|Premiere||13 June, 1994|
|Venue||Lyric Theatre, Queensland Performing Arts Centre, Out of the Box Festival|
THE TIN SOLDIER AND THE PAPERBAG PRINCESS was commissioned for Brisbane’s Out of the Box Festival (1994) by its then Artistic Director, John Kotzas and created by Handspan in association with the Queensland Performing Arts Centre (QPAC).
The production was created for young audiences, from three to eight year olds. It was staged as two thirty-minute visual plays based on fairy tales, told by an actor/narrator: a Hans Christian Anderson classic, The Steadfast Tin Soldier, and, in contrast, The Paper Bag Princess1 by Australian writer, Robert Munsch (1980).
The 19th century nursery story of the Tin Soldier is a poignant tale of mischance through which the soldier, by design, is ‘steadfast’ through adventure and travail. He is united with his beloved music-box dancer only in their mutual demise. Being toys, neither is in control of their destiny.
The Paper Bag Princess, a feisty victim of a dragon’s fire, is different. She actively pursues her kidnapped Prince and secures his rescue with her quick thinking, only to be rejected for her resourcefulness. Their ‘fairytale’ royal relationship is shown to be based in unreality and ends with the demise of their mutual respect.
The production, based on John Kotzas' concept, was directed by long-term Handspan artist, John Rogers. It was originally planned to be designed by Ken Evans but on his appointment to Handspan as Artistic Director, Richard Jeziorny was engaged as Set designer instead to work with Rod Primrose’s Puppet designs.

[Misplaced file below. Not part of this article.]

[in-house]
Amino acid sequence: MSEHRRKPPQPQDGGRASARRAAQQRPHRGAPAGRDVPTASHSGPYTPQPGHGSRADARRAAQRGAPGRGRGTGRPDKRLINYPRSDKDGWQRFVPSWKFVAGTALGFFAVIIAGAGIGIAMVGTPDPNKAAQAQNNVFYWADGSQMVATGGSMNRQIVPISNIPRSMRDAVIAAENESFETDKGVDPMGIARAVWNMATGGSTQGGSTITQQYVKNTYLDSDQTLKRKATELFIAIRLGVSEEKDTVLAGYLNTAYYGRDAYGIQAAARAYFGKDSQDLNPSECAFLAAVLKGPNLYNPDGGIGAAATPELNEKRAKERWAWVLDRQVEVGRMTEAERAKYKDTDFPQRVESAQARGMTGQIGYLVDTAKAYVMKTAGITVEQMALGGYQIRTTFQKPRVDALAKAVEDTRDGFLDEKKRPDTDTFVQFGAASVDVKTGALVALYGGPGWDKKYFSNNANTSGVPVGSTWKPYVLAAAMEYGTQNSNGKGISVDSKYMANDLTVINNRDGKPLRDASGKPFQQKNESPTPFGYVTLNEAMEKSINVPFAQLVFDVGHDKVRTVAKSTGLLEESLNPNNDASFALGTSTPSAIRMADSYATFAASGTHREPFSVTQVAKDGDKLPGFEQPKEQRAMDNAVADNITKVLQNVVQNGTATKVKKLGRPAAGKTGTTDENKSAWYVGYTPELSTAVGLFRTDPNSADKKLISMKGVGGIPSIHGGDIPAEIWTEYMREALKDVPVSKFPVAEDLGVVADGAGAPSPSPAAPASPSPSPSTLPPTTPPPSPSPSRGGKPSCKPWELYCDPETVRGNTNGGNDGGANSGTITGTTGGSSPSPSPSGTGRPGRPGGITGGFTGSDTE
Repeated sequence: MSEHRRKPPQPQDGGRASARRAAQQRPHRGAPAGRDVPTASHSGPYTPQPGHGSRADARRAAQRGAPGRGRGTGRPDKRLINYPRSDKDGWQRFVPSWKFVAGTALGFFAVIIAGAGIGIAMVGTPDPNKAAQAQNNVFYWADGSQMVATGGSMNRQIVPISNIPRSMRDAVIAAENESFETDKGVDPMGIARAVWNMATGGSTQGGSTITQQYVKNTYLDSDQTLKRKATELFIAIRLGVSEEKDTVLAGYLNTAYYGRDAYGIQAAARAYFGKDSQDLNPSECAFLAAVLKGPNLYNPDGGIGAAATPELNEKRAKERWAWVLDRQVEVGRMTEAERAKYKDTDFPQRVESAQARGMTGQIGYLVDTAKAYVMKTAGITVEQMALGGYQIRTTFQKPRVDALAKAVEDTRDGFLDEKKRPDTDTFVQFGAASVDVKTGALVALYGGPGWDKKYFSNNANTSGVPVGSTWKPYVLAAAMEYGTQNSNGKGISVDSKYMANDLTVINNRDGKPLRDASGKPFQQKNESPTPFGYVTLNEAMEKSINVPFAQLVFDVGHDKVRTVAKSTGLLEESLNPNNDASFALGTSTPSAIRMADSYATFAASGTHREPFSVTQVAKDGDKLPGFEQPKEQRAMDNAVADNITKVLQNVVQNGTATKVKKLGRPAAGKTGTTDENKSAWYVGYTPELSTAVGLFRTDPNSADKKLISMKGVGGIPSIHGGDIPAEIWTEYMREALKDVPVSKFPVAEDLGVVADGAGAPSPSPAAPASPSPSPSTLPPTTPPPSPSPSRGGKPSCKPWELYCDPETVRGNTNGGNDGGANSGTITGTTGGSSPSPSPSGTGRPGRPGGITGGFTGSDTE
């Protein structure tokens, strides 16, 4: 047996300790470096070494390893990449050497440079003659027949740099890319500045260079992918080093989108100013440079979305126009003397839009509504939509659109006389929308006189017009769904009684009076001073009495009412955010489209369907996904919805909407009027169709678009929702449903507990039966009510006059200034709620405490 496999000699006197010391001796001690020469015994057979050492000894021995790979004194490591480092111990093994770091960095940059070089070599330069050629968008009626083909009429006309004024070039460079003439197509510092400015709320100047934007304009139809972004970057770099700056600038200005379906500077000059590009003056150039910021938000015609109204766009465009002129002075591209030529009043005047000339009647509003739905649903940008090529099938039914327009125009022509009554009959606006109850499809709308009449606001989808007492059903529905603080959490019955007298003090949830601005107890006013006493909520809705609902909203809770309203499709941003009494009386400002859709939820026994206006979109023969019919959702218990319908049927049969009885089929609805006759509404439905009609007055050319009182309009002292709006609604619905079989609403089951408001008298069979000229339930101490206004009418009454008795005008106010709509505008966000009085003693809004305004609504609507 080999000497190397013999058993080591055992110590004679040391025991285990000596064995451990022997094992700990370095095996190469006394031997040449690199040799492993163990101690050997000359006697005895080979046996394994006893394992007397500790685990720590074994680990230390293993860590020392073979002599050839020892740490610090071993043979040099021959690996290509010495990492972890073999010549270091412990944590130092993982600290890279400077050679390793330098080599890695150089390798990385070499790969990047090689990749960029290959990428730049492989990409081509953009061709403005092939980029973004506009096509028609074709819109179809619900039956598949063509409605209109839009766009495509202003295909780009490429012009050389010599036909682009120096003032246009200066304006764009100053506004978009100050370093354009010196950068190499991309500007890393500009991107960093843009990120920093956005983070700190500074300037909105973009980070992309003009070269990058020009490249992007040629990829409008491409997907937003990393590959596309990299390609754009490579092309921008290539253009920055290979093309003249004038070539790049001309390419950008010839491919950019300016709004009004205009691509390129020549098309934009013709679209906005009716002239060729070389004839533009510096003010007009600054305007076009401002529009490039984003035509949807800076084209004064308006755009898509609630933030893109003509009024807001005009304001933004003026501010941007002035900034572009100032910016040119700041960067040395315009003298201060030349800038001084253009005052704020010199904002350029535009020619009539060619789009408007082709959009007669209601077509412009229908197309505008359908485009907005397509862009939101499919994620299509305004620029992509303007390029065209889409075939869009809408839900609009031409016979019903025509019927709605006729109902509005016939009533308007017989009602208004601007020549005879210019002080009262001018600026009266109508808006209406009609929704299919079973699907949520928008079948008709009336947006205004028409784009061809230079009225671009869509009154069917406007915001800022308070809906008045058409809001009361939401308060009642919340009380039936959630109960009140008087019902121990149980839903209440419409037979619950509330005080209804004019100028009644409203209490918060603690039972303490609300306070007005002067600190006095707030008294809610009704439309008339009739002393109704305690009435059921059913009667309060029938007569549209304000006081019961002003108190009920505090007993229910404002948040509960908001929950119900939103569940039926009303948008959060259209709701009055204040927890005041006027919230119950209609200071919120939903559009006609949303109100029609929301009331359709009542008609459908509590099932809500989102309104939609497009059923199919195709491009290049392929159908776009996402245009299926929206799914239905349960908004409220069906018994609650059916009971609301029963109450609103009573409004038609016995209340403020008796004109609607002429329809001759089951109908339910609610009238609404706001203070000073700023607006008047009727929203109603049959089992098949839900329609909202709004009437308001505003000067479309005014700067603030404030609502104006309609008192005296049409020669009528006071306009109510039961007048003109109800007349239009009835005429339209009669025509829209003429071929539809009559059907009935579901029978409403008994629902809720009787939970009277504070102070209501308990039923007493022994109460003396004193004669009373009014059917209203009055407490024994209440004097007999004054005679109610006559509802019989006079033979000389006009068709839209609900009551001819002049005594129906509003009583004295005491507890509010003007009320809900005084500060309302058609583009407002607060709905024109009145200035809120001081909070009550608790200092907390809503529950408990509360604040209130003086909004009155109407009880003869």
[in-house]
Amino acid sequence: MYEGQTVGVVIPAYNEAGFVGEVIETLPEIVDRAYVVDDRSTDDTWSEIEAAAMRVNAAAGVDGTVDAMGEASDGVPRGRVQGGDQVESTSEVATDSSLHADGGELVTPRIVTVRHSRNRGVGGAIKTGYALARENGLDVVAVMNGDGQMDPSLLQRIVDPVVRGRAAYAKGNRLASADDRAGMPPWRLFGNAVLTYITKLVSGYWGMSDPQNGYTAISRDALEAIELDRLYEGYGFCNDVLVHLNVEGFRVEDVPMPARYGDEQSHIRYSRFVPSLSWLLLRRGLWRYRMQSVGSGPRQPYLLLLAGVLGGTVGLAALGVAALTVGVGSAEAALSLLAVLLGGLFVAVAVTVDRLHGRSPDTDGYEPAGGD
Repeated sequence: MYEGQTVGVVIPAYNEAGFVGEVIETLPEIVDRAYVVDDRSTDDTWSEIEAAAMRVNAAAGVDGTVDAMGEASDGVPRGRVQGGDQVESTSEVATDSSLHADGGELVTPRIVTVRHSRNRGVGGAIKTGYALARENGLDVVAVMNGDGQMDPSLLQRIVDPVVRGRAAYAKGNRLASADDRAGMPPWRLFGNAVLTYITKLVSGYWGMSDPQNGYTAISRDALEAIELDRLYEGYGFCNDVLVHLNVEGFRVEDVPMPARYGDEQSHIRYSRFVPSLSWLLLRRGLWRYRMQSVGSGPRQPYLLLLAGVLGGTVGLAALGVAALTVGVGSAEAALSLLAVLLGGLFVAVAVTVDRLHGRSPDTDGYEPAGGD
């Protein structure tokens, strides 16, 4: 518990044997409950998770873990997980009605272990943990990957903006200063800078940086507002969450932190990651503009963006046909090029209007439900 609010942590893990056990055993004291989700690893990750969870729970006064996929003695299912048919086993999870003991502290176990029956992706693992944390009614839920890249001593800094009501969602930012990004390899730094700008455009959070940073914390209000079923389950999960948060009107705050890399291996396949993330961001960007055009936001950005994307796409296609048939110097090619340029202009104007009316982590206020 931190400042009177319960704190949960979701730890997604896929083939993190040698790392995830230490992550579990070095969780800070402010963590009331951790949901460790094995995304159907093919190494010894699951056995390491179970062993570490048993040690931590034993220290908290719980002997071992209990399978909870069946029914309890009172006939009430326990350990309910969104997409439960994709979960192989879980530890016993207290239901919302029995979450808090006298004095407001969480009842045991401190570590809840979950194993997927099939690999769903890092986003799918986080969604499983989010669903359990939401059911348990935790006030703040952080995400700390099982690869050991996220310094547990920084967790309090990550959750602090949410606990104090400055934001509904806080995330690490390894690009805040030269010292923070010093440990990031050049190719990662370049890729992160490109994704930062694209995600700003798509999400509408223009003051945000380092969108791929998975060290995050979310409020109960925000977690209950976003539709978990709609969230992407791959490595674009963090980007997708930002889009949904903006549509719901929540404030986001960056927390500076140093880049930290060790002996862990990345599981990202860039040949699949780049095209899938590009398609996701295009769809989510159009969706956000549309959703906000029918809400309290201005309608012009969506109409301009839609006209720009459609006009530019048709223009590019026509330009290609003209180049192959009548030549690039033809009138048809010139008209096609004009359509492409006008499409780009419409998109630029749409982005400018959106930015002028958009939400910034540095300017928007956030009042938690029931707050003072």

The work involved actors, dancers, large-scale puppets, shadow puppetry and deft lighting. In a pre-season interview John Rogers explained that a keen desire to see an interplay between our disciplines has fostered the ensemble feel of the piece2 .
The music was different for each story: Mark Isham's score for The Tin Soldier a contrast to Boris Conley's music for The Paper Bag Princess with visual techniques and characterisation an amalgam of the skills and styles of its cast.
Helen Morse narrated each story as entirely different characters. As a 19th Century nursery maid, supervising the children and their toys in Hans Anderson’s story, she spoke in formal terms and her demeanour was kindly but correct. To narrate Munsch’s adventure, her persona was street-wise and slangy, a modern figure clad in black leather chic and dark glasses.
Design for the Tin Soldier juxtaposed scale with rows of giant tin soldier cuts outs, and a smaller articulated steadfast one over whom loomed a giant rat as his paper boat rushed down the drain. The boat itself sailed as a small shadow past tall terraces as well as carrying the puppet across the stage in a black theatre world. The dragon who succumbed to the wiles of the Paper Bag Princess was huge to the actors/dancers who worked with it.
Reviews for THE TIN SOLDIER AND THE PAPER BAG PRINCESS hailed it as a major success:
THE TIN SOLDIER and THE PAPER BAG PRINCESS was produced by Handspan with the Queensland Performing Arts Trust specifically for the Out of the Box Festival and despite its success, it played only the Festival season. Its future touring potential was undoubtedly limited by the distance between its collaborating producers and their independent programming priorities. It was also an expensive work for the viable box office capacity of its young audiences and its cross disciplinary casting meant that the work could not remain in company repertoire but would require re-mounting for any future engagements.
Handspan in 1994 was less interested in theatre for young audiences than in its early years, and the work was in fact, the last theatre production that Handspan created in this genre.
|Writer||The Steadfast Tin Soldier by Hans Christian Anderson|
|The Paper Bag Princess by Robert Munsch|
|Composer||Mark Isham, The Tin Soldier|
|Boris Conley, The Paper Bag Princess|
|Puppet Designer||Rod Primrose|
|Set Designer||Richard Jeziorny|
|Costume Designer||Maria Cleary|
|Lighting Designer||David Walters|
|13 – 19 June 1994||Lyric Theatre, Queensland Performing Arts Centre (QPAC)|